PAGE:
The final test was the wet lateral G test. “Wazza makes six runs at it – three turning to the left and three to the right – with each of the nine sets, using a 45km/h entry speed, before the top and bottom scores are cast out to remove any spikes or dud runs,” shares Motor. The best performance was achieved by the Pirelli P Zero, which achieved a reading of 1.05g. With a reading of 1.04g, the ContiSportContact 5 was a respectable second, with the Hankook tyre and the Dunlop SportMaxx RT2 joint third with 1.03g. The wooden spoon again went to the Maxxis rubber, which achieved a reading of 0.97g. It wasn’t all bad news for the Victra M36, however: Wazza comments that “the Maxxis didn’t fare well overall, but its wet weather performance was actually better than I imagined it might be.”

As for the winning Continental tyre, which finished with just 9 points, Wazza shares that it was “consistent front to back, and lively with a bit of an edge.” He adds: “Great wet weather performance, too.” Russel Stewart, marketing manager at Continental Tyres Australia, comments: “We’re very excited about this latest award because it recognises Continental’s commitment to safety first as well as our German-backed innovation and technology, continued investment into research and development and overall automotive competence, especially in the sports and high performance category,”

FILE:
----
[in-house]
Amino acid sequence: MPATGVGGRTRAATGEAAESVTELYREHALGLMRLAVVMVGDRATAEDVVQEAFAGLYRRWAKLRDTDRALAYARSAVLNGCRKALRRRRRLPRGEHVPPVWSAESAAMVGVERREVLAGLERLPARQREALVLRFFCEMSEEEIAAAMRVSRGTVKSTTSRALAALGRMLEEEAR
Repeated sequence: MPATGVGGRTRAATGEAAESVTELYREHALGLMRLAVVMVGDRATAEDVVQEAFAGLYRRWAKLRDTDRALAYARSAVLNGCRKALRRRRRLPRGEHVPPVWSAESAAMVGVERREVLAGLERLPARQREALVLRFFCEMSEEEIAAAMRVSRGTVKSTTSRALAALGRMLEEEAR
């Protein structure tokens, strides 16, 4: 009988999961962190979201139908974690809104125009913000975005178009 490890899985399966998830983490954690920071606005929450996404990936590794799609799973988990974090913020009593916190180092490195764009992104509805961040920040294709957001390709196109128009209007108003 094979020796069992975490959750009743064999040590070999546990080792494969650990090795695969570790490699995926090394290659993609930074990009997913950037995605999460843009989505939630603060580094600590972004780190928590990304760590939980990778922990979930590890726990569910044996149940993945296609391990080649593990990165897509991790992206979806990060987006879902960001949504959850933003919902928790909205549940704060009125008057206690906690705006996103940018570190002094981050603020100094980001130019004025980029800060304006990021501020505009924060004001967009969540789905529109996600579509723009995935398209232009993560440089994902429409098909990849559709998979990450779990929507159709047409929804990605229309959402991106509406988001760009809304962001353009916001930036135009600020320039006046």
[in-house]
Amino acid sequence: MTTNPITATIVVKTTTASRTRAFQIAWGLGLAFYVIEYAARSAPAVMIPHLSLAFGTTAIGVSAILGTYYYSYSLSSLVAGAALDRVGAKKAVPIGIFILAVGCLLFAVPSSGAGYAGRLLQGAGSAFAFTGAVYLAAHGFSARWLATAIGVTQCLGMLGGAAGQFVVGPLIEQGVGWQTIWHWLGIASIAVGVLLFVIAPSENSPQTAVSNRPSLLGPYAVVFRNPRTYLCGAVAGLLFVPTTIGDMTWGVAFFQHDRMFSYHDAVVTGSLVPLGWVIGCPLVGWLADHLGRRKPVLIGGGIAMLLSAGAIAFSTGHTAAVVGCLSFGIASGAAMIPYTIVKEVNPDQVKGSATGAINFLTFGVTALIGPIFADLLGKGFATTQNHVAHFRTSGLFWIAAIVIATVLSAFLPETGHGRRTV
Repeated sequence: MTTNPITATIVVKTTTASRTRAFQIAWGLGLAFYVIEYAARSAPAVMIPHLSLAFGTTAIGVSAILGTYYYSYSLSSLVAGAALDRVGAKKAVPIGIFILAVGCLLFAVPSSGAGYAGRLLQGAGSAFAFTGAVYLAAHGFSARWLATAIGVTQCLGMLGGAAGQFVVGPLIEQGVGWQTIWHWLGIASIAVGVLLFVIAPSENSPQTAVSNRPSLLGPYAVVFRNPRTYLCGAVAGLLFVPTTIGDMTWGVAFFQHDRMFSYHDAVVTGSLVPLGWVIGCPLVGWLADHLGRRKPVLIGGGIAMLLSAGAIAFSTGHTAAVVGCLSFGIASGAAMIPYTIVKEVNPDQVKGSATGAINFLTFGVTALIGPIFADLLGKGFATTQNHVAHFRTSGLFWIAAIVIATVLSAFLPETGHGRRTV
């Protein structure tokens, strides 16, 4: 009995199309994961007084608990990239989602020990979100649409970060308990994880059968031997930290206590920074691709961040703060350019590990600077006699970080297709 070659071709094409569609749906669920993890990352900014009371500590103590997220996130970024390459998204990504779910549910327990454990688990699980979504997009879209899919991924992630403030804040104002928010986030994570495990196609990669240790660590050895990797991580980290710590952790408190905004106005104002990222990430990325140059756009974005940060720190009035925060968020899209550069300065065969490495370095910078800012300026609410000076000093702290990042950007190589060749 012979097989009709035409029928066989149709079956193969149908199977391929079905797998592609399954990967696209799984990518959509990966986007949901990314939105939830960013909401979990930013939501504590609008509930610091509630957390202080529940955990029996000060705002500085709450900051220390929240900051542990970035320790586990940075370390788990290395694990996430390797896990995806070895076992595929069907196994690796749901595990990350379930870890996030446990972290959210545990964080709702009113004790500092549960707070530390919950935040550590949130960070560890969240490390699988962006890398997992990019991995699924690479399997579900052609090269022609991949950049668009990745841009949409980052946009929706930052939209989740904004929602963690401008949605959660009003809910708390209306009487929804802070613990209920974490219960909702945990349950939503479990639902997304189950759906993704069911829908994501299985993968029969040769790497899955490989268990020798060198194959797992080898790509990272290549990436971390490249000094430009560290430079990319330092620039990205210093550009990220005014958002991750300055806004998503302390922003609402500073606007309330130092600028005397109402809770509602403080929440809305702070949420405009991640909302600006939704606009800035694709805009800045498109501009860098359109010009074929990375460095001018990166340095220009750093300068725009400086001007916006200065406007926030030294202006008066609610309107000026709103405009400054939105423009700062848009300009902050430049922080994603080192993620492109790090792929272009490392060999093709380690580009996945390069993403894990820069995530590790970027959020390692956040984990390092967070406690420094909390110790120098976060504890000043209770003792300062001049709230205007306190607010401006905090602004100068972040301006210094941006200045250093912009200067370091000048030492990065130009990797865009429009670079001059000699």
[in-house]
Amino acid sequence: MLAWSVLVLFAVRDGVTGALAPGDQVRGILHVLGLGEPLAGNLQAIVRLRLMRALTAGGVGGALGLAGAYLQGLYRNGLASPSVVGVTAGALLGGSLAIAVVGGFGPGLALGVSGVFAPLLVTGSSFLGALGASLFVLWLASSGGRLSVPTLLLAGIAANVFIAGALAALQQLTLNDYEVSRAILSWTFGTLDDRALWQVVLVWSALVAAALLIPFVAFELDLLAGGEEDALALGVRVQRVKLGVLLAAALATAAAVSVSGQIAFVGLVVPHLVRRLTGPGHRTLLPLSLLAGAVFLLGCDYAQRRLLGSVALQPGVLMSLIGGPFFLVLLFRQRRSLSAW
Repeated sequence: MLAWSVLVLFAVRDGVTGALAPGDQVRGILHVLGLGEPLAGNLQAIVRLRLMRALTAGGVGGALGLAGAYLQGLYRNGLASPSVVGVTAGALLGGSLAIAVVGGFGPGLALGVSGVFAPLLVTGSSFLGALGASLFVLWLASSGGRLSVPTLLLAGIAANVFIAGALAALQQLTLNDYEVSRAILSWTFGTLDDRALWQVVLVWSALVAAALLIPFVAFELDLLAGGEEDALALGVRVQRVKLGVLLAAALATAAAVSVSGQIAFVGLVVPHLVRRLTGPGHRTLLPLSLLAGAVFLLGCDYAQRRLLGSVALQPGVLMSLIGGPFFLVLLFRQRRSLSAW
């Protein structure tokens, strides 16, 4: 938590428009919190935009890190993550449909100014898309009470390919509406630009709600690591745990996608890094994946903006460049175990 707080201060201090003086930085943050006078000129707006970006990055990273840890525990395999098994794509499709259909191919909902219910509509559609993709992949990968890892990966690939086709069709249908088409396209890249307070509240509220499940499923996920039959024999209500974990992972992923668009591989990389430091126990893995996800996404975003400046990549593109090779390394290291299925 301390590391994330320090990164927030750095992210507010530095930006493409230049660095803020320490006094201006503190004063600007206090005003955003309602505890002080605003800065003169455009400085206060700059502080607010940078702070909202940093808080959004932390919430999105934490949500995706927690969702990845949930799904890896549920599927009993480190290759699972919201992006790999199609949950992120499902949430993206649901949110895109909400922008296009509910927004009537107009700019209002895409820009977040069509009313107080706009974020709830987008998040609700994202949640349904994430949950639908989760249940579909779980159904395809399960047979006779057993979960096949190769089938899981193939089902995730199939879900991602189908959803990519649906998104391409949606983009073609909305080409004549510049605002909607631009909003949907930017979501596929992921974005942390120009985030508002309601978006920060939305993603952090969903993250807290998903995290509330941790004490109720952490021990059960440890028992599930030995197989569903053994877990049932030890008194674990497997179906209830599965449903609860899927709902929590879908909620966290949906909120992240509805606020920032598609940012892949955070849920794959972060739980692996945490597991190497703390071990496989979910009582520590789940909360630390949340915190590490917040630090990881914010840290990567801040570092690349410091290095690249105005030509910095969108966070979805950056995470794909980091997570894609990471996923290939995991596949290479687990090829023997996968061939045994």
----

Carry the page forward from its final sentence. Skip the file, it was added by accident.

Runner-up was the Michelin Pilot Super Sport, with 14 points, and third place went to the Pirelli P Zero, which scored 15 points. “Interestingly, the Michelin Super Sport and Pirelli P Zero were separated by a single point,” writes Motor. “Even with the distinct difference in scores between the dry and wet test set, the two tyres finished with a small difference. The Pirelli couldn’t quite match the Michelin’s performance in the dry tests, but a low score in the wet tests from the French tyre meant it couldn’t capitalise on its dry-weather prowess.”

The Dunlop SportMaxx RT2, winner of last year’s Motor tyre test, finished in sixth place with 27 points. “Ultimately, the king is dead. Long live the new king: the ContiSportContact 5,” writes Motor.

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Category: International News, Product News